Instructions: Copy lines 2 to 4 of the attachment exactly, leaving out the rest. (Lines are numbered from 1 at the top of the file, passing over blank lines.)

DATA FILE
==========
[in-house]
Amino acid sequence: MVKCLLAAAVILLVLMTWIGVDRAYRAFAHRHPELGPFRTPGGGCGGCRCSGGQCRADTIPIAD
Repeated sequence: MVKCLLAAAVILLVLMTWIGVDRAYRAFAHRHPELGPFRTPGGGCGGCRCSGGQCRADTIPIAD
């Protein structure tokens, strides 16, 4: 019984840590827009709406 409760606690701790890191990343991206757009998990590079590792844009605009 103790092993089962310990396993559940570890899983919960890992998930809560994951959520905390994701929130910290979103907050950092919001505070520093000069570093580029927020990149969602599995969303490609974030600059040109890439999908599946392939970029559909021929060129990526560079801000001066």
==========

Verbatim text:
Amino acid sequence: MVKCLLAAAVILLVLMTWIGVDRAYRAFAHRHPELGPFRTPGGGCGGCRCSGGQCRADTIPIAD
Repeated sequence: MVKCLLAAAVILLVLMTWIGVDRAYRAFAHRHPELGPFRTPGGGCGGCRCSGGQCRADTIPIAD
């Protein structure tokens, strides 16, 4: 019984840590827009709406 409760606690701790890191990343991206757009998990590079590792844009605009 103790092993089962310990396993559940570890899983919960890992998930809560994951959520905390994701929130910290979103907050950092919001505070520093000069570093580029927020990149969602599995969303490609974030600059040109890439999908599946392939970029559909021929060129990526560079801000001066």